Stop the Childhood Cancer Clock

Every three minutes a child with cancer dies in a developing country.

Take a minute to think about that.

In the developed world, a child with cancer has an 80% chance of survival, but in the developing world this can be as low as 10%. How can that be fair? Purely based on where you happen to be born, thousands of children are robbed of that most basic gift – the gift of growing up.

The irony is that relatively, healthcare is much cheaper in developing countries: while it costs £100,000 to treat a child in the UK with cancer, £500 can treat a child in Malawi. £15 covers the cost of a CT scan and £50 could pay for a round of life-saving chemotherapy for a child with cancer in Ghana,

This is good news though, it means that our help can make a big difference.

World Child Cancer aims to address this issue through sustainable solutions which increase awareness of childhood cancer, reduce misdiagnosis and support families that are being pushed further into poverty due to all the costs they have to bear. To promote awareness of their work and to raise funds to help reduce the number of children dying needlessly, World Child Cancer commissioned a photo series as part of their Stop the Childhood Cancer Clock appeal, working with photographer Andrew Whelan, whose images of his daughter Jessica suffering from childhood cancer moved the world last year.

The powerful photo series aims to highlight the incredible things children can achieve if they are given the gift of growing up.

Asha, aged 5, dreams of becoming a scientist when she grows up

Andrew hopes these photos will help raise awareness and increase the survival rates of children with cancer in the developing world. He says:  “When Jessica was diagnosed I thrust myself into learning photography, using this as a distraction from what Jessica and our family were going through.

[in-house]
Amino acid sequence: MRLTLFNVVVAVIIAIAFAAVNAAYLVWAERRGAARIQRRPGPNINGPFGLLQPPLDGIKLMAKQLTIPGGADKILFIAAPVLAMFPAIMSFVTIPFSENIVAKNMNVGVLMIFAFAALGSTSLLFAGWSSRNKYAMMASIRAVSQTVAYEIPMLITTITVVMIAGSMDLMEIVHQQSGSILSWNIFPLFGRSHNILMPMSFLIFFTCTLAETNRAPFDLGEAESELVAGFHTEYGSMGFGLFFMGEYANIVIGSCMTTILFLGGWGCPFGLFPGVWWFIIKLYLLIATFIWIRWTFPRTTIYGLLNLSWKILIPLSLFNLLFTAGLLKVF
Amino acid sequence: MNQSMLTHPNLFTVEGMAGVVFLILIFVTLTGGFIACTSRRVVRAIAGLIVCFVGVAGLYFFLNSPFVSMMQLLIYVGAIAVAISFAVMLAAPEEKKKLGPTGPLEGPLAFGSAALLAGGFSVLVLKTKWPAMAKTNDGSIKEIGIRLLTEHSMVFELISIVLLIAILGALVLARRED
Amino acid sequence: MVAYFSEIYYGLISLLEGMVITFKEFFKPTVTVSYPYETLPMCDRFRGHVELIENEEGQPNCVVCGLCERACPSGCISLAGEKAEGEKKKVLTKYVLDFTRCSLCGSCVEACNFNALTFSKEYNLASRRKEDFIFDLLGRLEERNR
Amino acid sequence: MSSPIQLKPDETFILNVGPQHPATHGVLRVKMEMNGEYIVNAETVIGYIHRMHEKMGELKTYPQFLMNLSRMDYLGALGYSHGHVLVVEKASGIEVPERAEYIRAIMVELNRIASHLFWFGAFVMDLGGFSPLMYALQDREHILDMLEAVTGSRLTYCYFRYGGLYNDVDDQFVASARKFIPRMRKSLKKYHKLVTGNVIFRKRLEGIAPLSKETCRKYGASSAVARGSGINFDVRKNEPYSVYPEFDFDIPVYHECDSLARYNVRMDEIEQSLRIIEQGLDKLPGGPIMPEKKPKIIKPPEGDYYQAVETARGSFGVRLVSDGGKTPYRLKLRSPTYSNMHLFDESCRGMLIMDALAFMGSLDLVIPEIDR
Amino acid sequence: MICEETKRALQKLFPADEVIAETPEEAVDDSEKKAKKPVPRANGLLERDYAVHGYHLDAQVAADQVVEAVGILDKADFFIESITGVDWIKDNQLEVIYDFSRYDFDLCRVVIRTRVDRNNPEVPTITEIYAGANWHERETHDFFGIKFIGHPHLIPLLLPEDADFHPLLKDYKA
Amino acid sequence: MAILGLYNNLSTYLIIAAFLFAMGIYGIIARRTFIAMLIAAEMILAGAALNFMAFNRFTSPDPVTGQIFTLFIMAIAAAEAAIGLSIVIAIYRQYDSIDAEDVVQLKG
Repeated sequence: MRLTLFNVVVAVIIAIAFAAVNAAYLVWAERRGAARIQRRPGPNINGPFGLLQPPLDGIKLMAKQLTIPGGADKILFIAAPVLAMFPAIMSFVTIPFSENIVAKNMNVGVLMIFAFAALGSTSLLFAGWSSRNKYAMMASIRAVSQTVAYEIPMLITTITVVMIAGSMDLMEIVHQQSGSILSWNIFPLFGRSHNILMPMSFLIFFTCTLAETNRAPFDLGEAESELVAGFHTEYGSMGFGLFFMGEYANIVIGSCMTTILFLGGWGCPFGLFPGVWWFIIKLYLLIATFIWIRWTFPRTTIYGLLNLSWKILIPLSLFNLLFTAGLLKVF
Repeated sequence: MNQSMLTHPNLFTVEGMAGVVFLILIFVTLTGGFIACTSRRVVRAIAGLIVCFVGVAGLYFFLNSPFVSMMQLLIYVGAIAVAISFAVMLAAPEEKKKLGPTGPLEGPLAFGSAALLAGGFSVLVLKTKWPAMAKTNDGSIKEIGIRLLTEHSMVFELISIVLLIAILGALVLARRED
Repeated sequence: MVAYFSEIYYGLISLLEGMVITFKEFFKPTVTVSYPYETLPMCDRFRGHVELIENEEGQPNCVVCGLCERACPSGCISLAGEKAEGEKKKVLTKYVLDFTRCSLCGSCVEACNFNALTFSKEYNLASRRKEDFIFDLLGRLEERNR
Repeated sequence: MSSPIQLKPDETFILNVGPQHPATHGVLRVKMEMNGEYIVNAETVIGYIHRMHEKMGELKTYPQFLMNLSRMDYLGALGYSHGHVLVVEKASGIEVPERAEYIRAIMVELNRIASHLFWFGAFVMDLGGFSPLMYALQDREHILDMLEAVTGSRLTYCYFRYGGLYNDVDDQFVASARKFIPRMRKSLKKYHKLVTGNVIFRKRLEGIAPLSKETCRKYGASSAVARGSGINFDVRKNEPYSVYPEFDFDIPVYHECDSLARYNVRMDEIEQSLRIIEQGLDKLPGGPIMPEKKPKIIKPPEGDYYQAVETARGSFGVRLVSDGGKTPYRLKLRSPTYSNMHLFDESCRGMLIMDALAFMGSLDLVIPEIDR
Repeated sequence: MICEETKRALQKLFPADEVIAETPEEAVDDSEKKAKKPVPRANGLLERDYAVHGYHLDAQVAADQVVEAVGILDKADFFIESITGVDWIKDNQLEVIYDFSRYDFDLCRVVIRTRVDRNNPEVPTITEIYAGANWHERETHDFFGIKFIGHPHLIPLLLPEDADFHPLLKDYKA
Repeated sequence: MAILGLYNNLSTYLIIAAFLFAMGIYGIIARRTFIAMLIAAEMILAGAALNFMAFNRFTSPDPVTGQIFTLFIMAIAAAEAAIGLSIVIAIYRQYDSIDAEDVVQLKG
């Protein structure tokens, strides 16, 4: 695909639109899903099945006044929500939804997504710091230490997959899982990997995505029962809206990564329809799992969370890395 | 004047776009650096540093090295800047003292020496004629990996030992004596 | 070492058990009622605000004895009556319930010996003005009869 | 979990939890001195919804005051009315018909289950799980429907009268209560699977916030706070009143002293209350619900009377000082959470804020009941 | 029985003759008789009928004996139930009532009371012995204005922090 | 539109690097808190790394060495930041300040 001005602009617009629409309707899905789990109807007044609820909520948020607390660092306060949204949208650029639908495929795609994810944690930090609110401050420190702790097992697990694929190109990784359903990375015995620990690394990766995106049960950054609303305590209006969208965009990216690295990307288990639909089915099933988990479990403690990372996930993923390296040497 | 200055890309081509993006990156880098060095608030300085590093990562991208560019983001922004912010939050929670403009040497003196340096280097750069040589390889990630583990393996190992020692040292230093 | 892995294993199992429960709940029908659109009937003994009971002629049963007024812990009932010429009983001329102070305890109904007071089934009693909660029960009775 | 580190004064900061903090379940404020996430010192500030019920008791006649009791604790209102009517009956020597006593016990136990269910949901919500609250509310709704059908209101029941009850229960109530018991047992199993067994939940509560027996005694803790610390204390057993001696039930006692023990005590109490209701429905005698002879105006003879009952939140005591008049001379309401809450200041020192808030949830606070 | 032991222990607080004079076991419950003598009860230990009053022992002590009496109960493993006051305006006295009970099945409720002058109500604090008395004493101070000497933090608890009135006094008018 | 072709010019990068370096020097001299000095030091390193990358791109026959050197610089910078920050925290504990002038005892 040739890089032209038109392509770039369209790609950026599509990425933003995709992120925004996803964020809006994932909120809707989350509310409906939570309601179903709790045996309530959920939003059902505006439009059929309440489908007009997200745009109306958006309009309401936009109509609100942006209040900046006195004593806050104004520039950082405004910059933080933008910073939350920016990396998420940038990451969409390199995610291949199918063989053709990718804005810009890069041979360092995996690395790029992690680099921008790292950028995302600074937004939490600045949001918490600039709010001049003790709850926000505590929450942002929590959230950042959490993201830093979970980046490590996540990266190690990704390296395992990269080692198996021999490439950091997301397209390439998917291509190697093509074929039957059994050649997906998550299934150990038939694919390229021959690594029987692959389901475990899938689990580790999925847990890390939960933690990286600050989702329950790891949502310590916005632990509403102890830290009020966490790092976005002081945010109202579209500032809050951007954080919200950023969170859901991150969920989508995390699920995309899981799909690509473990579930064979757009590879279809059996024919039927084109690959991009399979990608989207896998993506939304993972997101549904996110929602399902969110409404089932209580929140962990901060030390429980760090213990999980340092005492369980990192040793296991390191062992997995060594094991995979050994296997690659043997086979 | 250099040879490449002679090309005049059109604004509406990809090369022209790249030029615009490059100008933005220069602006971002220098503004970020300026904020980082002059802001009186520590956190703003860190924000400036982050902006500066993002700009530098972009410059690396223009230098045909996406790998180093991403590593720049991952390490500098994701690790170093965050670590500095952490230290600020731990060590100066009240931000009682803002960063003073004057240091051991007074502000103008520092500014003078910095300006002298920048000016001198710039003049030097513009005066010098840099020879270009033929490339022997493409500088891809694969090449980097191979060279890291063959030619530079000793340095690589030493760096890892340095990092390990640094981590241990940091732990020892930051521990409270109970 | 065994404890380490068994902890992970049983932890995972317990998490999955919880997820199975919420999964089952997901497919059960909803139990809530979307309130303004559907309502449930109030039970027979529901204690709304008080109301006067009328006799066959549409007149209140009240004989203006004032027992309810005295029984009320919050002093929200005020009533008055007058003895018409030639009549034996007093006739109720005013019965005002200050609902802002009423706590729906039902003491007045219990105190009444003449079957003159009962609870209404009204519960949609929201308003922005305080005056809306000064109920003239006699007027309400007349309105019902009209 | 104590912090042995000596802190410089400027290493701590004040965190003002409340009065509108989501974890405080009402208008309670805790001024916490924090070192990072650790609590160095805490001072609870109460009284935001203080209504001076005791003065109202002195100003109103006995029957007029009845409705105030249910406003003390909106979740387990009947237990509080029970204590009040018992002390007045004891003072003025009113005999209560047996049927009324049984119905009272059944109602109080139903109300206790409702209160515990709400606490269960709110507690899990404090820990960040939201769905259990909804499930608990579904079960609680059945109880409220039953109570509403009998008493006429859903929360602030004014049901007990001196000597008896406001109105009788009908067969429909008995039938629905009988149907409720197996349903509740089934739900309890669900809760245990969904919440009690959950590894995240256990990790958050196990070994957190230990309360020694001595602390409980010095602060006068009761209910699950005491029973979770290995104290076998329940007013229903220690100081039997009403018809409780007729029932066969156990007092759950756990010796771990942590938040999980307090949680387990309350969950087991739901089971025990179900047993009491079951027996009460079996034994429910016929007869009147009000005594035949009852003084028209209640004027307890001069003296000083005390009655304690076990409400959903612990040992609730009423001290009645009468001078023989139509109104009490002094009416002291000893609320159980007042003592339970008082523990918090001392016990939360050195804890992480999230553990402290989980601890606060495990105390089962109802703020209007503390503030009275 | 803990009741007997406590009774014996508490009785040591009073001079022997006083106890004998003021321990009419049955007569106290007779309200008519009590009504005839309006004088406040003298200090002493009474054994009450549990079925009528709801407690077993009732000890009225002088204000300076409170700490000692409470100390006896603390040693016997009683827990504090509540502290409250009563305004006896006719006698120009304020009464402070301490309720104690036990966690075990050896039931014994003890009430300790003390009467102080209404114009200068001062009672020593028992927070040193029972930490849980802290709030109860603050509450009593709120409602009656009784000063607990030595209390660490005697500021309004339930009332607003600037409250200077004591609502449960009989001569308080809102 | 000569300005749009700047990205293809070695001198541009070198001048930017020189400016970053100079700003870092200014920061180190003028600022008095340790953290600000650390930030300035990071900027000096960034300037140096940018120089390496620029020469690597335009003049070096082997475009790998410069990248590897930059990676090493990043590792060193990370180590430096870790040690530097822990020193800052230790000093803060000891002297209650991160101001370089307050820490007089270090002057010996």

“I quickly learned that I could use my photography to educate the world on the cruelty of childhood cancer, showing the side of this disease that is often hidden away. I was delighted to be offered this role for a cause now so close to my heart.

Growing up is such a simple ask, I wanted to show what could be achieved if we gave children that chance.”

Jon Rosser, CEO at World Child Cancer, says: “Every child, regardless of where they live, should receive the best possible treatment and care so they can realise their ambitions and dreams. However, child cancer survival rates can be as low as 10% in the developing world, compared to 80% in high income countries.

“These children are just like us. They want to go to school, to play football. Some of them may want to be famous singers, nurses, chefs – some of them just want to grow up. We hope Stop the Childhood Cancer Clock will inspire others to help move us closer to a world where every child with cancer has equal access to the best treatment and care.”

Stop The Childhood Cancer Clock appeal

Abena, aged 2, lives in Ghana and dreams of becoming a hairdresser when she grows up

How you can help prevent child cancer

There are a couple of key things that you can do to support the Stop the Childhood Cancer Clock campaign:

DONATEDonate at www.worldchildcancer.org/donate or text ‘GROW35 £3’ to 70070. For every pound you donate, this will be matched by a pound from the UK government, so your donation is twice as valuable.

SHARE: Share an image of yourself as a child on Facebook, Instagram or Twitter, say what you wanted to be when you were younger the hashtag #giftofgrowingup and tag in five friends asking them to do the same.

Here’s me, aged around seven. I’ve no idea what I wanted to be when I grew up when I was seven. It’s quite a self-satisfied pose, so maybe Gordon Ramsey or something like that?

Stop The Childhood Cancer Clock appeal

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